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Viewing: EALC 136 C1: Chinese Martial Arts

Last approved: Tue, 02 Oct 2018 15:58:14 GMT

Last edit: Thu, 27 Sep 2018 17:50:14 GMT

First Name Last Name Userid Title Home School Org Short Name
Diane Moderski moderski ADMIN COORDINATOR School of Arts and Sciences Near Eastern Languages & Civilizations
EAST ASIAN LANGUAGE & CIVILZTN
136
Spring 2019
Fall 2018
Chinese Martial Arts
This course offers a thematic introduction to the history of martial arts in China. Throughout the semester, we will explore the social, political, and cultural contexts of martial arts practice, from the classical period to the 21st century. The course will take an interdisciplinary approach to situating martial arts practices in history through an examination of religious, literary, and visual sources, against the backdrop of theoretical approaches from across gender studies, anthropology, and cultural theory. The course will be divided into three units. The first unit will focus on the cultural background that led to the emergence of martial arts practices in the pre-modern period. We will examine classical discourses on the human body and its cultivation and the role of medical practices and religious institutions, such as the Shaolin Temple, in the development of martial arts regimens. In the second unit, we will discuss the spread and popularization of martial arts practices in late imperial and modern Chinese society through a close reading of literary sources, such as wuxia novels and other works of fiction. In addition, we will explore the modernization and re-invention of martial arts in the late 19th centuryand early 20th century, when China attempts to re-establish itself as a modern nation. The third and final unit will be devoted to the global impact of Chinese martial arts in contemporary popular culture. Through a discussion and analysis of Kung Fu films, as well as video games, we will explore the role of martial arts narratives and practices in the construction of gender, cultural, and national identity and the various ways in which they are used by the current Chinese regime to assert its influence in the global arena. No knowledge of Chinese is presumed, and all readings will be available in English on the Canvas website in PDF form. Graduate students may take this course as EALC536 and should see the instructor to discuss requirements for graduate credit.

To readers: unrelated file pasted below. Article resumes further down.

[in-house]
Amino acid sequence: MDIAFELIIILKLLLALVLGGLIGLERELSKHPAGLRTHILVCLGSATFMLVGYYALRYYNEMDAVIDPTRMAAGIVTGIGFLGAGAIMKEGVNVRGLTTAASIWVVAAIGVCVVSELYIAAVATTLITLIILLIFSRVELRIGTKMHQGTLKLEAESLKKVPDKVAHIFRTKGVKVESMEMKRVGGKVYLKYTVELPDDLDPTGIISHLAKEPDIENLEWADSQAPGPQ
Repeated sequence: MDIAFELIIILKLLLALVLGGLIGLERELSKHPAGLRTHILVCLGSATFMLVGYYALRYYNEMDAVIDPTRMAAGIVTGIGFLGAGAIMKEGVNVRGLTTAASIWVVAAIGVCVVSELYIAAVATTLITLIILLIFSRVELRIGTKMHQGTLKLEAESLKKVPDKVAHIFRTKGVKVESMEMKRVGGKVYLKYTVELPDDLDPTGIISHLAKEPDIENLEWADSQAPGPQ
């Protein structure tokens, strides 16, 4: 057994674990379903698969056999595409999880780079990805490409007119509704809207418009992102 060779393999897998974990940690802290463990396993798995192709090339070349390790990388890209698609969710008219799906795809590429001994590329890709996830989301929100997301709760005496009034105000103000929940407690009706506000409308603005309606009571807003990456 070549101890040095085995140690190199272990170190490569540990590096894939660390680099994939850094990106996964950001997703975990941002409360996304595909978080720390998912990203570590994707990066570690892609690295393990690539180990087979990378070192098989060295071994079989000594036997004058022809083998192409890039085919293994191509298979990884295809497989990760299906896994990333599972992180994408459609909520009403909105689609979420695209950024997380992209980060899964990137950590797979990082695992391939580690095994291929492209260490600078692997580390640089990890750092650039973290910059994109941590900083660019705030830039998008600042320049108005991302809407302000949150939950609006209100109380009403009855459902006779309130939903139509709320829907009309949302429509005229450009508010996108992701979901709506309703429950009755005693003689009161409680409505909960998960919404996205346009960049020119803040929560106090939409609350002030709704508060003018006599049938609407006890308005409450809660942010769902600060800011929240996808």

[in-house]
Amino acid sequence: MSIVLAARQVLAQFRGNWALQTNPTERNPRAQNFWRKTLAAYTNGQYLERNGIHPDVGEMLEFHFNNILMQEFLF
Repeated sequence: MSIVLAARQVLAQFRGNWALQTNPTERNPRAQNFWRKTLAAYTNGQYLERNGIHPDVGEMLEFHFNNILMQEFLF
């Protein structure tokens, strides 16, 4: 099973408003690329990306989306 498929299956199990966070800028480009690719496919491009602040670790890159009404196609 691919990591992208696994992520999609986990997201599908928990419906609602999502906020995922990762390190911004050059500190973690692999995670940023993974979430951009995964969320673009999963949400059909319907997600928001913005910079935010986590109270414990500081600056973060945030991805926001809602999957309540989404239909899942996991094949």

Foundational Approach

Course not offered every year
Cross Cultural Analysis
 
 
 
Full Time Lecturer
 
 

Methods of Assessment

 
 
 

Cross Cultural Analysis

 
The course focuses on the history of martial arts in China from the beginning of the first millennium CE until present day in an attempt to contextualize the practice and ideology behind martial arts against the backdrop of Chinese religion, literature, and popular media.



 
The practice of martial arts in China is deeply rooted in the Daoist and Buddhist religious and philosophical traditions. It has also been a central feature of novels, popular/vernacular literature, and art. Throughout the semester we examine Chinese m
artial arts in its own cultural environment but in the final weeks we also discuss the global appeal of martial arts practice in the West and the cross-cultural impact of Kung Fu cinema on a global audience.
 
While the course focuses on martial arts, it uses it as a lens to discuss much broader issues such as the relationship between religion and well-being, gender performance and presentation, race, nationalism, etc.
 
The course syllabus draws on a variety of primary and secondary sources, from literary and philosophical texts to modern films. The response papers require students to analyze two films against the backdrop of academic secondary sources. It thus teaches them to think critically and relate them to contemporary issues such as gender, nationalism, and more.

Cultural Diversity in the US

 
 
 
 
 
 
 
 
 
 

Quantitative Data Analysis

 
 
 
 
 
 
 
 

Formal Reasoning

 
 
 
 
 
 

Administrative Fields

 
 
 
 
 
Key: 810